Hi Carolina, it is ready for Nikon and it focuses at 35 cm.

  2. Aaron February 9, 2015 at 3:17 pm - Reply

    I love this lens. I used while at the NEDCC and I am working hard to get a copy it here at the Detroit Institute of Arts.

    Nevertheless, I am trying to figure out if you can special order a Canon EF mount for it, or if it is only Nikon. With the new Canon 5DS-R coming out, this lens and that camera might be a great pair.

    • Antonino Cosentino February 9, 2015 at 3:46 pm - Reply

      No idea if they make if also for Canon

  3. Luis Bravo Pereira February 9, 2015 at 9:36 pm - Reply

    Hi Constantino! I have one Coastal 60mm UV-VIS-IR since 2008 (when it was launched to the market) and since then the lens is my main workhorse for Cultural Heritage photography… I love this lens! The range where this lens is apochromatic is the same range where the sensors of the modern digital cameras present is sensitivity too, so it is a perfect match for a modified digital camera. It is excellent for IR, UV and fluorescence photography, and as you mentioned on your article, ideal for perfect overlapping images without the need of registration! And, of-course, for multispectral imaging is perfect for the same reasons! The definition of this lens is great too, with MTF charts showing excellent resolution, and being probably as sharp as the famous and also expensive too “Zeiss Otus 55mm-f/1.4” (not adequate for multispectral photography!).

    About hotspots, however, some users (including me!) experienced with this lens in some rare cases the appearance of hotspots doing macro-photography, with invisible radiation and near of his closest focus limit!… in such cases, sometimes you can turn around the problem using extension rings, instead of close focusing with the lens.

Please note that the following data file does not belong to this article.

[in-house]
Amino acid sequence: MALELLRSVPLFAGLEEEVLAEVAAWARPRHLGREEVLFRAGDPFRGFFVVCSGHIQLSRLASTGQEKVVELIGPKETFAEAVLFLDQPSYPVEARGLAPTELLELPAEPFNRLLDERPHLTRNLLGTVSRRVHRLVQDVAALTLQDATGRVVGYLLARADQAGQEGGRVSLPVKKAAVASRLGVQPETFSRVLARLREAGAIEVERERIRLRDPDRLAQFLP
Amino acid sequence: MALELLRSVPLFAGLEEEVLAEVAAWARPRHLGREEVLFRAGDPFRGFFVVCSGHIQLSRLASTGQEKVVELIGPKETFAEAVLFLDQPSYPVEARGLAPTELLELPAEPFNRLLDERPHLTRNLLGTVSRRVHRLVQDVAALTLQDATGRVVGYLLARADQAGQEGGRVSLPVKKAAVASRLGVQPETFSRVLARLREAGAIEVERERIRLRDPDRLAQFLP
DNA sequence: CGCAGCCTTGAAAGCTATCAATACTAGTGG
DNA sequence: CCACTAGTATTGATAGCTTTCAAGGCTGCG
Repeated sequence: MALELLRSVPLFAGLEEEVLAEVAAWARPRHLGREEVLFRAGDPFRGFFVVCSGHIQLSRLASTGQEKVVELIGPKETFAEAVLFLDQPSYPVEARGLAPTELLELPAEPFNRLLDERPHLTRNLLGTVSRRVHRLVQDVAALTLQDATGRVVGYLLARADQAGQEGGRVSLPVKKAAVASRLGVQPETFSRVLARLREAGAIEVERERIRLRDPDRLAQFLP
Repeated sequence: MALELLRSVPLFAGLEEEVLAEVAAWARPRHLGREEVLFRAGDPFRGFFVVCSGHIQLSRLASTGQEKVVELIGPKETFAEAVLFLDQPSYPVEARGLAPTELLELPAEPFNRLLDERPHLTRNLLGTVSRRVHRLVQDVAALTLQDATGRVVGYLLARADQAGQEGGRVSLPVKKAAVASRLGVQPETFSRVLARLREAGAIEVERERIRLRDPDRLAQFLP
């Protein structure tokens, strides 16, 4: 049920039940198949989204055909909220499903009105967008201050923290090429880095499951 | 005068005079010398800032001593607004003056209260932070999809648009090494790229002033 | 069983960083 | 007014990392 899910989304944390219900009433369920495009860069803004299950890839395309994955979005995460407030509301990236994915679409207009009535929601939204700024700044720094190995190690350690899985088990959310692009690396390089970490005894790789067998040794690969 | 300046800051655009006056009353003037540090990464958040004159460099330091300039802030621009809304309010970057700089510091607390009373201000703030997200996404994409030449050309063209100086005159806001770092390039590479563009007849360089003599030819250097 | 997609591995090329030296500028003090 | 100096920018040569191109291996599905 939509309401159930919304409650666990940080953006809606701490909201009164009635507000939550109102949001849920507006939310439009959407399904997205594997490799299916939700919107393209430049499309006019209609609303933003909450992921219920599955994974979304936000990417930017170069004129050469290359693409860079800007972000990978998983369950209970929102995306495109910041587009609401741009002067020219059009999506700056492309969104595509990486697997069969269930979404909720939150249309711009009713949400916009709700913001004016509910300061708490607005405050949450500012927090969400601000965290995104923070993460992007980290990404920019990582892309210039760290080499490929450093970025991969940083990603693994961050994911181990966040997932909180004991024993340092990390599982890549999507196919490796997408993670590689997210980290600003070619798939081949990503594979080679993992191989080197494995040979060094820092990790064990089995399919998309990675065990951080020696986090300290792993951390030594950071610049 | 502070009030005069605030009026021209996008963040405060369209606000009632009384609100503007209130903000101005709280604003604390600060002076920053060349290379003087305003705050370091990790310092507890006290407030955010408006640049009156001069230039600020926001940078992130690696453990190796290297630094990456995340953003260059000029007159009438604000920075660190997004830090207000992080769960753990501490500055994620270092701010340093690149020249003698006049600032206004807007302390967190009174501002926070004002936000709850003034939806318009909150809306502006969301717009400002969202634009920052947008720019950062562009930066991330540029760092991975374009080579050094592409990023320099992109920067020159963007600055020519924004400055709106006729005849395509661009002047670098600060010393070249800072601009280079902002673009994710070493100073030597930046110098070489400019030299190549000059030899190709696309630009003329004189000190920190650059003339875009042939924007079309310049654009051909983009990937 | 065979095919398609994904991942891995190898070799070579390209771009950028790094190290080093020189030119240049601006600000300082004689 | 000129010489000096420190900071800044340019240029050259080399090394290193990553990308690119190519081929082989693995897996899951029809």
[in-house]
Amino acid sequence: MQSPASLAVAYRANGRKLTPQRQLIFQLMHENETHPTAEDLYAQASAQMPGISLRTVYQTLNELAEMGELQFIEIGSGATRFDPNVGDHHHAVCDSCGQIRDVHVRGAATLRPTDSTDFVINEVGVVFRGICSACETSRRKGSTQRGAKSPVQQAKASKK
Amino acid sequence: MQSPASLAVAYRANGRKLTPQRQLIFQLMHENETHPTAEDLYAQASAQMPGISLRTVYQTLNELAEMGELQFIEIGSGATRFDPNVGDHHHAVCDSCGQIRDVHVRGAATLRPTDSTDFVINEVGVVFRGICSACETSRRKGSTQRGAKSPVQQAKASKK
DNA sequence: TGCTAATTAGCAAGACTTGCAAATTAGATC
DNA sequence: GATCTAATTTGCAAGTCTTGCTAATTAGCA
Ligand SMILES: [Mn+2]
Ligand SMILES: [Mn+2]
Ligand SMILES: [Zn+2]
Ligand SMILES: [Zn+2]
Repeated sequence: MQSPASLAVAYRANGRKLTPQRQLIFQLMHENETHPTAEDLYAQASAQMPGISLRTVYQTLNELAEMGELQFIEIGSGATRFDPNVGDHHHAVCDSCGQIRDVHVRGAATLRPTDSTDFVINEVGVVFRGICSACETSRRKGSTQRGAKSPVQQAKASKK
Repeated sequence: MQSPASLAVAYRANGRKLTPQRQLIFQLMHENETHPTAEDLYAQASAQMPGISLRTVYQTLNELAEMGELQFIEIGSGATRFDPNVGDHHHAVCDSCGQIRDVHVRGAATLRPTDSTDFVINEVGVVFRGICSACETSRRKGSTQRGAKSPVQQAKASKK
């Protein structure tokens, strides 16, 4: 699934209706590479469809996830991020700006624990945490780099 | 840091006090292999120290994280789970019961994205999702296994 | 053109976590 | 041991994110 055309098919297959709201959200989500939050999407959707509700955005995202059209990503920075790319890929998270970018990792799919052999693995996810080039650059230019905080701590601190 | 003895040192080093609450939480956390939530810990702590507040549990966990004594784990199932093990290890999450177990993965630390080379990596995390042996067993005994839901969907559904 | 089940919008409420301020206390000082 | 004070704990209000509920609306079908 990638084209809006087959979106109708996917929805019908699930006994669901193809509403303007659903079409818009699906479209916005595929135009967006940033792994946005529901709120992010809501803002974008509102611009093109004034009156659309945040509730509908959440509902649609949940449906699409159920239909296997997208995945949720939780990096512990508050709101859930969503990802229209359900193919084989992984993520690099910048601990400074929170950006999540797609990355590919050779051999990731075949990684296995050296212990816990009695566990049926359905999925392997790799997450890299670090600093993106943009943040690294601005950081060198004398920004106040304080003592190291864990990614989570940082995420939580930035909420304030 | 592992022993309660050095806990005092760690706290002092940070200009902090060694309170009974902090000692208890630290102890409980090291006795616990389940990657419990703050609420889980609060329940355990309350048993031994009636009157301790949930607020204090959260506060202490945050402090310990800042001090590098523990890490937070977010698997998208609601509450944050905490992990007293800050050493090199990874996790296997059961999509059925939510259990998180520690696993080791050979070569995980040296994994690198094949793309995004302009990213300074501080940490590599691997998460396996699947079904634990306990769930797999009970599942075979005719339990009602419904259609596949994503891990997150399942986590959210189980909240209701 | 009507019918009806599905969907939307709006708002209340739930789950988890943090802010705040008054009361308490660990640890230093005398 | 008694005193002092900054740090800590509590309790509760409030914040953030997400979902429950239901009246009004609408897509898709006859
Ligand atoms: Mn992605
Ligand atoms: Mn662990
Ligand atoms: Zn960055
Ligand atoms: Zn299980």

Cheers

    Luís Bravo Pereira

    • Antonino Cosentino February 9, 2015 at 9:48 pm - Reply

      Hi Luis, (my last name is actually Cosentino, but nevermind everybody misses it :-)) thanks for the info. Do you know of anybody selling an used one?

      • Taylor Bennett February 11, 2015 at 9:10 am - Reply

        Thanks, Antonino! For mortals such as we, who don’t have the resources to purchase one, this lens can sometimes be rented (try LensRentals). There are also a couple of other versions that might be of interest for some users and applications:
        105 mm UV-VIS lens (F-mount; color corrected for 250-700 nm):
        http://www.jenoptik-inc.com/coastalopt-standard-lenses/uv-vis-105mm-slr-lens-mainmenu-40.html
        And if you’re looking into wavelengths in the range of InGaAs sensors, a 25 mm hyperspectral lens for VIS-NIR (C-mount; color corrected for 400-1700 nm):
        http://www.jenoptik-inc.com/literature/doc_view/6-3-hyperspectral-lens.html
        Coastal Optics has also produced custom versions. There’s a lot of information available about the potential problem with flaring, but it only occurs under limited conditions and there are known workarounds, as Luís noted.

        Cheers,
        Taylor

        • Antonino Cosentino February 11, 2015 at 9:13 am - Reply

          Hi Taylor, thanks for the info! Do you know if LensRental rents in Europe or is a similar service for Europe?

          • Taylor Bennett February 11, 2015 at 9:23 am

            I’m afraid LensRentals ships only to the U.S. They apparently have a Canadian counterpart as well, but I’m not sure if they offer this lens. I don’t know if there is a similar rental service in Europe that offers it. Sorry!

          • Antonino Cosentino February 11, 2015 at 9:25 am

            yeah, that is what I was worried about :-(((((((

  4. Adam February 22, 2017 at 6:43 pm - Reply

    Antonino, what InGaAs camera was used for the test above? Did it have a Nikon Mount?

    Thanks,
    Adam

    • Antonino Cosentino February 22, 2017 at 6:57 pm - Reply

      Adam, yes, Nikon mount adaptor for InGaAs. Cheers